Photo by Oladimeji Odunsi

Is your background affecting your CV success?

‘Why fit in when you were born to stand out’ is a popular quote, but is this really a reality?  

 When it comes to hiring do recruiters want people to stand out? Or do they just want people to blend in? to hire someone who is like them? Similar sort of name, academic background, work history.. it’s a safe bet, its comfortable, and they can just fit right in, right?  

More and more job seekers I meet with have brought up concerns around unconscious bias  

‘My parents told me to use an English name on my applications as it will increase my chances of getting a job’  

‘I just can’t use my name Mohammed, I watched a documentary and it said Mohammed was the worst name you could put on your CV if you wanted a job’   

Last week I was also asked about it from the reverse side, a white female who had married someone of African heritage wanted to know if she should include a picture on her CV so recruiters would know she was white as she was worried her new African surname would be a barrier.  

I began to research into this idea of ‘whitening CV’s and found there had been a number of research studies which unfortunately proved that whitening your CV DOES increase your chances of landing an interview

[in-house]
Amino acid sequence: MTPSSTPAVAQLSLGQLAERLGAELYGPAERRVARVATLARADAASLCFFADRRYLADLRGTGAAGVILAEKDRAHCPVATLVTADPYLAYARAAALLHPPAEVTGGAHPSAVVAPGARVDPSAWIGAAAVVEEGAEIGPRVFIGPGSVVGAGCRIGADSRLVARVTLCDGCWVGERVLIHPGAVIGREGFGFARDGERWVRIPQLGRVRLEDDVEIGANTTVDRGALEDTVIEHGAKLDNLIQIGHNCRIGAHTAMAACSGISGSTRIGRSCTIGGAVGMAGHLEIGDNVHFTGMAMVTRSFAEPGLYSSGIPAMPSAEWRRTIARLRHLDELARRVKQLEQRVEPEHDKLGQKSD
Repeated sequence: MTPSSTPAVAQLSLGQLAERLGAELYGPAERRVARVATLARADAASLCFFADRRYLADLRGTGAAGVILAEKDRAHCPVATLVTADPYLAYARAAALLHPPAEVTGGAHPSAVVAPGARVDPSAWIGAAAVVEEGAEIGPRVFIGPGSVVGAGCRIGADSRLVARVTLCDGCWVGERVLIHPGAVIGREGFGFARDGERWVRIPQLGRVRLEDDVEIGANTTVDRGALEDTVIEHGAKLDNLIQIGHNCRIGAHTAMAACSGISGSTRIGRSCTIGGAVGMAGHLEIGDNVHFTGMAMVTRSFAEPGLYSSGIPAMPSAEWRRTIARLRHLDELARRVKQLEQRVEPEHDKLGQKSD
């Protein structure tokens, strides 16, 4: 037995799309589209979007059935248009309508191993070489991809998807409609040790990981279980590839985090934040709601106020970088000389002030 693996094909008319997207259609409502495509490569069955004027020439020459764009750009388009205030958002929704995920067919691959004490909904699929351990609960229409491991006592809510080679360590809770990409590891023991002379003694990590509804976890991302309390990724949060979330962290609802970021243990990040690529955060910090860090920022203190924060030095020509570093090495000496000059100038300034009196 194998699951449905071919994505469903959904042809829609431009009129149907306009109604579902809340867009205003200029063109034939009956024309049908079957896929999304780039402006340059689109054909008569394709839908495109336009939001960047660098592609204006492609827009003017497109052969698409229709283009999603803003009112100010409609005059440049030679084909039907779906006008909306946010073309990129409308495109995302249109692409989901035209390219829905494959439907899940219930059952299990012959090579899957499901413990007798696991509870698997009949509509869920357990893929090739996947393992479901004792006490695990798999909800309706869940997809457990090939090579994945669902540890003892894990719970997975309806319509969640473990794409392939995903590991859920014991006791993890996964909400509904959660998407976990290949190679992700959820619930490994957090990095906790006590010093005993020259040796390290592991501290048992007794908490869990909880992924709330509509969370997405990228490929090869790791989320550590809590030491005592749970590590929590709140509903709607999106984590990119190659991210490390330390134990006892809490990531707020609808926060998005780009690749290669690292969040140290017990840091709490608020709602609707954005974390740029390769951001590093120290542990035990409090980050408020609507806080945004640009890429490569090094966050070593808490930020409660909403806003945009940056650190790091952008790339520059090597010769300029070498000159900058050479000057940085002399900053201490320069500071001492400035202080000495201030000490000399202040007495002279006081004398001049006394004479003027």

The BBC  led a research study in 2017 where they created two CV’s with the same skills and experience but changed the names, one was Adam and the other Mohamed. The fake candidates applied for 100 jobs as business managers in the competitive field of advertising sales in London. After two and a half months, Adam was offered three times more interviews than Mohamed. 

Forbes  also reported this year that companies are more than twice as likely to call minority applicants for interviews if they submit whitened CV’s and shockingly  this discriminatory practice is just as strong for businesses that claim to value diversity as those that don’t.  

The research highlighted that minority groups used different whitening techniques. For example Asian applicants tended to whiten their name e.g. change Lei to Luke, while black students toned down or omitted mentions of race from societies they were part of e.g. Afro-Caribbean Society (ACS)   

How do we bring about change?    

Employers need to admit to unconscious bias and put initiatives in place to tackle it e.g. blind recruitment where information about race, age, gender or social class are removed from CV’s before hiring managers see them.  

When it comes to employers prioritising matters regarding diversity, change  seems to be conveniently slow. 

 If you are worried your cultural background is having an impact on your CV/application success you can contact us via  we will provide you with a comprehensive review of your CV from one of our trained Career Consultants and we will also help you to explore options you can take to tackle unconscious bias.  

Written by Abigail Brown

One thought on “Is your background affecting your CV success?

  1. I have emailed my CV for a comprehensive review please. I would like to join and help battle the cultural background problems with recruitment.

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